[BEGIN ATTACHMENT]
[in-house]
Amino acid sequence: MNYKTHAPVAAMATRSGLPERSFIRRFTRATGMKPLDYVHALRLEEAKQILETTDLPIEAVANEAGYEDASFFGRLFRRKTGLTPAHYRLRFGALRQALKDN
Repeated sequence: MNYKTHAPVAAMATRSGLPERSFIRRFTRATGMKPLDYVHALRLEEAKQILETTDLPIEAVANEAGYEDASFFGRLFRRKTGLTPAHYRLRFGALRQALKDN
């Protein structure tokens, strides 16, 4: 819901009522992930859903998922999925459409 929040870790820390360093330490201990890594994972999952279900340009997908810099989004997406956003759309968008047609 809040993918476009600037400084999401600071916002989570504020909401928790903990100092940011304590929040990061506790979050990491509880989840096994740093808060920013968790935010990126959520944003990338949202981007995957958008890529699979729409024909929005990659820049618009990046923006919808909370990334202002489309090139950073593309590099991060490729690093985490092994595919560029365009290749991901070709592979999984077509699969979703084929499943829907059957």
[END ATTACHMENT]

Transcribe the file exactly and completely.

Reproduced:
[in-house]
Amino acid sequence: MNYKTHAPVAAMATRSGLPERSFIRRFTRATGMKPLDYVHALRLEEAKQILETTDLPIEAVANEAGYEDASFFGRLFRRKTGLTPAHYRLRFGALRQALKDN
Repeated sequence: MNYKTHAPVAAMATRSGLPERSFIRRFTRATGMKPLDYVHALRLEEAKQILETTDLPIEAVANEAGYEDASFFGRLFRRKTGLTPAHYRLRFGALRQALKDN
């Protein structure tokens, strides 16, 4: 819901009522992930859903998922999925459409 929040870790820390360093330490201990890594994972999952279900340009997908810099989004997406956003759309968008047609 809040993918476009600037400084999401600071916002989570504020909401928790903990100092940011304590929040990061506790979050990491509880989840096994740093808060920013968790935010990126959520944003990338949202981007995957958008890529699979729409024909929005990659820049618009990046923006919808909370990334202002489309090139950073593309590099991060490729690093985490092994595919560029365009290749991901070709592979999984077509699969979703084929499943829907059957």